Eat a Burger With This Album and You May Swear It’s a Sunday at the Ear Inn

The music of the EarRegulars is so effectively played, so aggressive, and so full of ideas and spirit that the last thing one thinks about when listening to it is trying to pigeonhole it into a specific subgenre.

Aidan Grant
Jon-Erik Kellso and Matt Munisteri outside the Ear Inn. Aidan Grant

Jon-Erik Kellso and The EarRegulars
‘Live At The Ear Inn’
Arbors Jazz Records
Appearing Sundays at the Ear Inn

Another long-time observer of the jazz scene and I were having an argument. We were listening to one of the increasing number of very young musicians who specialize in the music of the 1920s and ’30s, and she made the point that those players, for whatever reason, feel obliged to dress the part, taking the stage in old-fashioned fedoras and bow-ties. 

I responded with the idea that the younger retro-beboppers essentially also did the same thing, wearing impeccably tailored Italian suits à la ’50s Miles Davis, but she was having none of it; this very minor debate did not reach a satisfactory conclusion.

What I love about the EarRegulars — and their new album in particular — is that they render the above discussion irrelevant. Granted that this is, for lack of a better term, pre-modern jazz, but it’s so effectively played, so aggressive, and so full of ideas and spirit that the last thing one thinks about when listening to it is trying to pigeonhole it into a specific subgenre, along with the costumery that supposedly goes with it.

The only thing that connects this music to your father or your grandfather’s jazz is the title of the band — the EarRegulars — which harkens back to a time when ensembles were allowed to have witty or even punny names. Since 2007, trumpeter Jon-Erik Kellso has been leading what is usually a quartet every Sunday evening at the Ear Inn, at 326 Spring St., Manhattan. There’s never a cover charge: in fact, the back of the new CD booklet features a photo of the tip bucket that gets passed through the crowd at least once a set. Otherwise, the price of a burger brings the chance to hear some of the very best players in the city.

The new “Live at the Ear Inn” is only the third official recording of the EarRegulars, following “The EarRegulars” (2014) and “In the Land of Beginning Again” (2015), though the group has been documented extensively by a jazz blogger and videographer, Michael Steinman. The new album is especially welcome in that it’s recorded live: Apparently, they taped two nights’ worth of music this past January, and picked the best 55 minutes.  

The core of the group is the duo of Mr. Kellso and guitarist Matt Munisteri, who are joined by a rotating roster of second horn and usually either Neal Miner or Pat O’Leary on bass. There’s never a piano or a drummer, not least because there’s no room for either instrument in the postage-stamp size space that serves as a bandstand at the Ear. For that matter, there’s no room for them in the music, in that Mr. Munisteri plays enough rhythm and harmony that you never miss them.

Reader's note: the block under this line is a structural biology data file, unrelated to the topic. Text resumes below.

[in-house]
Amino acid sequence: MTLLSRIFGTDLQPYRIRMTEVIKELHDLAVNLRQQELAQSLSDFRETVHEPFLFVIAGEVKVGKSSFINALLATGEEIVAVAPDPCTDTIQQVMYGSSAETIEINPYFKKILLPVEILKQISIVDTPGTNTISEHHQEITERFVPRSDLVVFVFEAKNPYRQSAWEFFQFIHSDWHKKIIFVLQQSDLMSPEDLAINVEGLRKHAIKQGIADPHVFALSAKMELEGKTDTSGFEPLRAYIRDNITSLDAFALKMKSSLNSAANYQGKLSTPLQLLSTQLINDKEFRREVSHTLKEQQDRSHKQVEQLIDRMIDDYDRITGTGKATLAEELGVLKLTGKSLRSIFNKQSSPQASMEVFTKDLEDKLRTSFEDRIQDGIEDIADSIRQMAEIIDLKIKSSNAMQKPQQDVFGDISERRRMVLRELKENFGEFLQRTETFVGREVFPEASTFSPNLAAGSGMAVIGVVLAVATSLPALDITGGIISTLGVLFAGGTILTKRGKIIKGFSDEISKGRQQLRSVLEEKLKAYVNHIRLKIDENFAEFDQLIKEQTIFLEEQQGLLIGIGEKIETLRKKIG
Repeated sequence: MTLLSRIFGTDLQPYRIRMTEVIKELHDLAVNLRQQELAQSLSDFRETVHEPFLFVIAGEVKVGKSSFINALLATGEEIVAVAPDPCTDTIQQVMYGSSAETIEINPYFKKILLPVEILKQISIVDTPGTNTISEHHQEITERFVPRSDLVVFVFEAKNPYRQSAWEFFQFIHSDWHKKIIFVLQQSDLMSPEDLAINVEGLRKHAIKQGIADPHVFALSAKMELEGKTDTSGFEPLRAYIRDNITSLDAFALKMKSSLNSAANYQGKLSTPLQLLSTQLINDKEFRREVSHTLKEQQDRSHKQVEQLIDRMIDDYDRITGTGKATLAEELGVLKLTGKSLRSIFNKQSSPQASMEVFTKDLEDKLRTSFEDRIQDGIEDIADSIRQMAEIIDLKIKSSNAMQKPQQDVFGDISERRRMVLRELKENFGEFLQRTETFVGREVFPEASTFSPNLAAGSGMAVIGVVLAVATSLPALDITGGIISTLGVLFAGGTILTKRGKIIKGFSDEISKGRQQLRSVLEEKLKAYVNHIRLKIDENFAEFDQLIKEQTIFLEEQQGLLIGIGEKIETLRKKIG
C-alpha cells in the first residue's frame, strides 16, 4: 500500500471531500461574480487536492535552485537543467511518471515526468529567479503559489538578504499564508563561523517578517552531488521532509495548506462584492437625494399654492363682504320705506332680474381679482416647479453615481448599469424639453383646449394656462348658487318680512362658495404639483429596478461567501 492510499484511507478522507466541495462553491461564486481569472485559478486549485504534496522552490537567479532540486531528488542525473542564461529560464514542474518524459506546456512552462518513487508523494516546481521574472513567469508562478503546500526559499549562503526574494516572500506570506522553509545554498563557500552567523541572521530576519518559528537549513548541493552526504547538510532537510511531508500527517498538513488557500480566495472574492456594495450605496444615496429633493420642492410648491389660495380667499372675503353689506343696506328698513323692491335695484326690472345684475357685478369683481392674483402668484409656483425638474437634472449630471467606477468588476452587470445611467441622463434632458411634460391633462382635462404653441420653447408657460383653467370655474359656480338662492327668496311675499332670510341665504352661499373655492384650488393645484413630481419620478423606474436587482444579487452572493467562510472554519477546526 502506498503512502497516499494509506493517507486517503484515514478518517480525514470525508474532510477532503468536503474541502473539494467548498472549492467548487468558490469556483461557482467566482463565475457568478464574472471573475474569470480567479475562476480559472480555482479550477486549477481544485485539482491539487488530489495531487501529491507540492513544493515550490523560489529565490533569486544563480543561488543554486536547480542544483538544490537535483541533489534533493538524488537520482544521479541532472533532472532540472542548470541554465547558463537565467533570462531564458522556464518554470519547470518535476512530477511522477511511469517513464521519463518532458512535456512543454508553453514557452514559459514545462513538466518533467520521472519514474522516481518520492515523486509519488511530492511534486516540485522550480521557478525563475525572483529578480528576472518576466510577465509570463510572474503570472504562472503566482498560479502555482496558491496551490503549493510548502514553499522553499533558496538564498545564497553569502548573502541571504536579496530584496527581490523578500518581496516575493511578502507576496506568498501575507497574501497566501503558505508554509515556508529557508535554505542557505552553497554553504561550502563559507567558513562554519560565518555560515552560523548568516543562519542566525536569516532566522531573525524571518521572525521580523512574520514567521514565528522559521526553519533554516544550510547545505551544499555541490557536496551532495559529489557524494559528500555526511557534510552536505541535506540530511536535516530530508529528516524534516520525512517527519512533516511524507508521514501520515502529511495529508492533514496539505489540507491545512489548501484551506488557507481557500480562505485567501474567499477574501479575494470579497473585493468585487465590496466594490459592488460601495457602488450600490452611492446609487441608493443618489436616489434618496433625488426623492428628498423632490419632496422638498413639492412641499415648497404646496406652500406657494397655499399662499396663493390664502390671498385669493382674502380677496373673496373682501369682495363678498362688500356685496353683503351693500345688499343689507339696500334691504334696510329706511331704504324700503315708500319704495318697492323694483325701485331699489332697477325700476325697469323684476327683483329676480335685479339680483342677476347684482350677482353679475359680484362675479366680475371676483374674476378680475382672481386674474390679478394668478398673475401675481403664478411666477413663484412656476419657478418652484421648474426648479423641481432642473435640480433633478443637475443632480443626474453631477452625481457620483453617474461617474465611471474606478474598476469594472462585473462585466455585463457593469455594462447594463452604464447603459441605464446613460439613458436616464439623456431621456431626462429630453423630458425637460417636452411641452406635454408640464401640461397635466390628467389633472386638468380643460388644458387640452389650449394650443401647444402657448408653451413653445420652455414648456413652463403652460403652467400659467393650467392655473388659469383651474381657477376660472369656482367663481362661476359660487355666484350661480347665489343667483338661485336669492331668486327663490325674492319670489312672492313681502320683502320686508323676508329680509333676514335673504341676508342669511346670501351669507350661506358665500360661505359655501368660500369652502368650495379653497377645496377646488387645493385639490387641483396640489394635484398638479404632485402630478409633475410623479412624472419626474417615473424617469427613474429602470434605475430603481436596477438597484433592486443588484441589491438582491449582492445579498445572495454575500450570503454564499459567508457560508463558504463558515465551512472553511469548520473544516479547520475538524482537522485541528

The first three pieces date from the jazz age, starting with “Sleep,” a tune by a lesser-known classical composer that unwittingly became a jazz and dance band standard, not to mention a favorite of tap dancers. It’s a very lively — and completely mistitled — number that sports one of many excellent, expressive trombone solos by John Allred.

The next two tracks find Mr. Kellso declaiming his allegiance to both of the major trumpet avatars of early jazz, Bix Beiderbecke on “I’m Coming Virginia” and Louis Armstrong on “No One Else But You.”   A multi-instrumental virtuoso, Scott Robinson, shines on both of these, playing highly unusual horns: the first features a tárogató, a sort of Hungarian soprano saxophone that we just heard Charles Lloyd play at Jazz at Lincoln Center, the second a bizarre brass-reed hybrid called the normaphone, which actually sounds more like a valve trombone here.

The rest of the album includes Victor Herbert’s posthumous ballad hit, “Indian Summer,” treated like anything but a ballad. “Vignette” is one of the better-remembered tunes by another genre-defying musician, the late Hank Jones, while “I Double Dare You” — with guest reeds Jay Rattman and Evan Christophere — and “Back o’Town Blues” also derive from the Louis Armstrong band book.  

Singer Catherine Russell, whose father composed “Back o’Town” during his tenure as Armstrong’s musical director, sings the latter in such a compelling, declamatory fashion that she steals the show and effectively concludes the album.  

As I’ve often griped in these pages, so many contemporary albums are sabotaged by overaggressive audio processing.  Not so here: Recording engineers Stewart Lerman and Billy Perez — and the Grammy-winning producer, Russ Titelman, credited here as “mastering supervisor” — have captured a marvelously live-sounding representation of the band, complete with crowd noises and side comments by the players. In fact, if you pre-arrange to order a hamburger and a beer via takeout, then you’ll feel like you’re really there.


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